KET Legislative Coverage

Day 49: Shorter Legislative Sessions and Salve for Seizures

by Renee Shaw | 03/20/14 2:46 PM

A bill to allow voters to decide whether to shorten regular General Assembly sessions and to empower legislative leaders to call a special session is on its way to the House after sailing through the Senate.

Senate Bill 195 would amend the Kentucky Constitution to reduce sessions in even-numbered years from 60 to 45 days; in odd-numbered years, sessions would drop from 30 to as many as 15. The chief sponsor, Senate President Robert Stivers (R-Manchester) said the measure would save precious tax dollars and make legislative service more attractive to working citizens.

Two Democrats offered friendly floor amendments to address concerns they expressed last week when the measure unanimously cleared the Senate State and Local Government Committee. First, Sen. Morgan McGarvey (D-Louisville) offered a floor amendment that doubles the number of legislative leaders who could call a special session.

Minority Floor Leader R.J. Palmer (D-Winchester) explained a second floor amendment.

Both amendments were adopted and SB 195 cleared the chamber on a vote of 34-3. The measure now goes to the House, where Speaker Greg Stumbo (D-Prestonsburg) has expressed other ideas for session modification.

Marijuana Derivative to Help Seizure Patients
A bill in the General Assembly that legalizes the medical use of oil extracted from hemp and marijuana could offer relief for some children suffering debilitating seizures. Senate Bill 124, sponsored by Sen. Julie Denton (R-Louisville), was met with sympathetic approval in the House Judiciary Committee Wednesday afternoon. It exempts from the definition of “marijuana” those drugs administered in FDA-approved studies or compassionate-use programs. It also exempts cannabis oil (also known as CBD) when ordered by a physician practicing at a state research hospital.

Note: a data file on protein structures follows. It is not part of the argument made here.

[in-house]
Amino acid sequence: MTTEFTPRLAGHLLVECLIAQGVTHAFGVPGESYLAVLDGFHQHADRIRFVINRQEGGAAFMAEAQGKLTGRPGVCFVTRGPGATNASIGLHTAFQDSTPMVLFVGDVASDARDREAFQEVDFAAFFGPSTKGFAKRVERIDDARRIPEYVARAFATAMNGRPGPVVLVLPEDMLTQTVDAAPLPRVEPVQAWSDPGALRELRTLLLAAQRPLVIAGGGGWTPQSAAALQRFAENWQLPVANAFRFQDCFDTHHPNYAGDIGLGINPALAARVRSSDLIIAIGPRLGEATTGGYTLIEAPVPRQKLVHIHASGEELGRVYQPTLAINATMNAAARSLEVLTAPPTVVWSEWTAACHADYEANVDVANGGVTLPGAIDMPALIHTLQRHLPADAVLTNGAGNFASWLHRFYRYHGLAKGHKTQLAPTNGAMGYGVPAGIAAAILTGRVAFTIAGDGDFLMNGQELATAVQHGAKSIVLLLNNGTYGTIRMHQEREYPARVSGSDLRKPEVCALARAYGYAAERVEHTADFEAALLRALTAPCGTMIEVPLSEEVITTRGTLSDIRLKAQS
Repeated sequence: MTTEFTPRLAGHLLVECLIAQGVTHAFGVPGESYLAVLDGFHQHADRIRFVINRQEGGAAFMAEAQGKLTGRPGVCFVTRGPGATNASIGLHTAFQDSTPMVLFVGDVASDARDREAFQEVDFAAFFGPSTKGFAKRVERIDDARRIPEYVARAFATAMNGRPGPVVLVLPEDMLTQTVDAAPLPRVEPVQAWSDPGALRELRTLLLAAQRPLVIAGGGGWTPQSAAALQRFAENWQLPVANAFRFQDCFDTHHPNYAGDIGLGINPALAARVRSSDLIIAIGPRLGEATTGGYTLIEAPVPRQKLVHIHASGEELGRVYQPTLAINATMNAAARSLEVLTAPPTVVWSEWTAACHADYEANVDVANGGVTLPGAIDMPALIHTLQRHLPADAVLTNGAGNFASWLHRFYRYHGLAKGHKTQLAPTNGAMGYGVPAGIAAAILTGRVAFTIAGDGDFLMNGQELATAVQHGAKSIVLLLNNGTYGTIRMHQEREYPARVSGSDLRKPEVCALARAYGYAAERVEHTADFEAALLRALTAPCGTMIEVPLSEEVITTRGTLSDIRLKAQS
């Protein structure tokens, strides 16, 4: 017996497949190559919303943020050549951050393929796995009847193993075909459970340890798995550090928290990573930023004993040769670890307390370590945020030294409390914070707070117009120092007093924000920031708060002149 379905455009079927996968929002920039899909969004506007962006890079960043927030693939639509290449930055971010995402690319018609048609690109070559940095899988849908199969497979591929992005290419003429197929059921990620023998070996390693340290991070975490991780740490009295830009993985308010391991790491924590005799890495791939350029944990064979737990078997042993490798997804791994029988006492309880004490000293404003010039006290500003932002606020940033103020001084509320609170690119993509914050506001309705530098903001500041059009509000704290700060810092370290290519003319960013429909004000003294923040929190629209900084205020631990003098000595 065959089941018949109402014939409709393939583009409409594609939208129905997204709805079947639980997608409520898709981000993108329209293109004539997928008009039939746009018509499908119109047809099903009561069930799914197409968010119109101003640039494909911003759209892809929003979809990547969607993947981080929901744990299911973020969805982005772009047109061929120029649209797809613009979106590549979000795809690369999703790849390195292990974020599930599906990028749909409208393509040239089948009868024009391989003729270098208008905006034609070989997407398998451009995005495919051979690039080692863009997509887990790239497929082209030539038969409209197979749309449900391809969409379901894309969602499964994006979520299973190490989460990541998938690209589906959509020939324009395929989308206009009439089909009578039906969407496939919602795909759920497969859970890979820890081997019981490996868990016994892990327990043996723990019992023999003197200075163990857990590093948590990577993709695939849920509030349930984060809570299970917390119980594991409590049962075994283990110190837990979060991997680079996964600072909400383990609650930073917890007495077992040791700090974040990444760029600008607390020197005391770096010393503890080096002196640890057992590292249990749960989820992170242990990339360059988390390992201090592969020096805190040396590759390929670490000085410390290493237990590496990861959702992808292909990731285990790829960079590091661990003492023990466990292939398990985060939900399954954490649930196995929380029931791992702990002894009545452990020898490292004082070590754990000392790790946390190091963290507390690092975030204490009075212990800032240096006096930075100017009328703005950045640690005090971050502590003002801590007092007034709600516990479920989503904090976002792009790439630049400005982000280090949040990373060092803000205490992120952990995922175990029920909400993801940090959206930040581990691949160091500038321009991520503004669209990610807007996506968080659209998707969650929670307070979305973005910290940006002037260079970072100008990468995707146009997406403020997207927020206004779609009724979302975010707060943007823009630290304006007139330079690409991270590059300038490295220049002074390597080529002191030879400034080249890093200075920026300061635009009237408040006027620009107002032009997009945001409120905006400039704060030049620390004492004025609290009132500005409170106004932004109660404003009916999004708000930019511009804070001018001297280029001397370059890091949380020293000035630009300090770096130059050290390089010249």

The measure would effectively legalize for authorized medical uses cannabis oil, which comes from marijuana or hemp but doesn’t contain enough of the psychoactive compound THC to produce a high. Denton said seizure patients given drops of the oil on their tongues had their conditions improved or cured.

In testimony before the House Judiciary Committee, Rita Wooton told lawmakers she believes it will help her son, Eli, who suffers from a rare form of epilepsy. Wooton said she's exhausted all other medical remedies, even those not FDA-approved for pediatric or toddler use.

Sen. Whitney Westerfield (R- Hopkinsville) is a co-sponsor of SB 124. He and other proponents believe cannabis oil shows great promise in treating severe forms of epilepsy, and legalizing the treatment here could help Kentucky families who otherwise have to travel great distances to get cannabis-related remedies. Senators Westerfield and Denton responded to concerns from Rep. Reginald Meeks (D-Louisville) who asked about the purity and safety of the oil.

The House Judiciary Committee approved SB 124 without dissent and the measure now awaits action by the full House.

Watch Legislative Update each weeknight at 11 on KET. Follow me @ReneeKET on Twitter.

Senate reporter Steve Shaw contributed to this post.